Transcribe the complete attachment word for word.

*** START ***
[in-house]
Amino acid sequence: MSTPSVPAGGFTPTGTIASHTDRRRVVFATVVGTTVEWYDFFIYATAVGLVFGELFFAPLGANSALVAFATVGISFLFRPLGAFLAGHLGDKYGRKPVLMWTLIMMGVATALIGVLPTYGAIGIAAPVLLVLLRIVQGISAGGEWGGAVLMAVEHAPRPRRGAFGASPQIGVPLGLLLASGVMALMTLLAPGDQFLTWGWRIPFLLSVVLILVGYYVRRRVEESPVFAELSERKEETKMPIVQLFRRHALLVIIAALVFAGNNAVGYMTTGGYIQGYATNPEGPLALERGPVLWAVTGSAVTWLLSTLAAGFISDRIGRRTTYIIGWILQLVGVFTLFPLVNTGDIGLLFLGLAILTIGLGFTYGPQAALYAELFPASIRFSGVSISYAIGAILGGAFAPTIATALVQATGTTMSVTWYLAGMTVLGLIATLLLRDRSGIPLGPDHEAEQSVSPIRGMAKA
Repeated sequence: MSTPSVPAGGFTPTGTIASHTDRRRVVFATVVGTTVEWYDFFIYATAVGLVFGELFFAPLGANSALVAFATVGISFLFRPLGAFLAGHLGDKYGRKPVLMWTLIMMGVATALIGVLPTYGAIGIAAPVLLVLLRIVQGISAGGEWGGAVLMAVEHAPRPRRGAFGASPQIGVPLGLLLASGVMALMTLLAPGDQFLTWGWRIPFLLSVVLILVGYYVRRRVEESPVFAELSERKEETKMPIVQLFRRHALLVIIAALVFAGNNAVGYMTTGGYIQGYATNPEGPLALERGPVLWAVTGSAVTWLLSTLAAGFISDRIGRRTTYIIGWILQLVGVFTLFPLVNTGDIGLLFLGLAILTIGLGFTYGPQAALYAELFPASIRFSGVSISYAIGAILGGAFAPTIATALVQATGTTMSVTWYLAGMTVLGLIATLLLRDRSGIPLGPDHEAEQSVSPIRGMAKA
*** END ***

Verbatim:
[in-house]
Amino acid sequence: MSTPSVPAGGFTPTGTIASHTDRRRVVFATVVGTTVEWYDFFIYATAVGLVFGELFFAPLGANSALVAFATVGISFLFRPLGAFLAGHLGDKYGRKPVLMWTLIMMGVATALIGVLPTYGAIGIAAPVLLVLLRIVQGISAGGEWGGAVLMAVEHAPRPRRGAFGASPQIGVPLGLLLASGVMALMTLLAPGDQFLTWGWRIPFLLSVVLILVGYYVRRRVEESPVFAELSERKEETKMPIVQLFRRHALLVIIAALVFAGNNAVGYMTTGGYIQGYATNPEGPLALERGPVLWAVTGSAVTWLLSTLAAGFISDRIGRRTTYIIGWILQLVGVFTLFPLVNTGDIGLLFLGLAILTIGLGFTYGPQAALYAELFPASIRFSGVSISYAIGAILGGAFAPTIATALVQATGTTMSVTWYLAGMTVLGLIATLLLRDRSGIPLGPDHEAEQSVSPIRGMAKA
Repeated sequence: MSTPSVPAGGFTPTGTIASHTDRRRVVFATVVGTTVEWYDFFIYATAVGLVFGELFFAPLGANSALVAFATVGISFLFRPLGAFLAGHLGDKYGRKPVLMWTLIMMGVATALIGVLPTYGAIGIAAPVLLVLLRIVQGISAGGEWGGAVLMAVEHAPRPRRGAFGASPQIGVPLGLLLASGVMALMTLLAPGDQFLTWGWRIPFLLSVVLILVGYYVRRRVEESPVFAELSERKEETKMPIVQLFRRHALLVIIAALVFAGNNAVGYMTTGGYIQGYATNPEGPLALERGPVLWAVTGSAVTWLLSTLAAGFISDRIGRRTTYIIGWILQLVGVFTLFPLVNTGDIGLLFLGLAILTIGLGFTYGPQAALYAELFPASIRFSGVSISYAIGAILGGAFAPTIATALVQATGTTMSVTWYLAGMTVLGLIATLLLRDRSGIPLGPDHEAEQSVSPIRGMAKA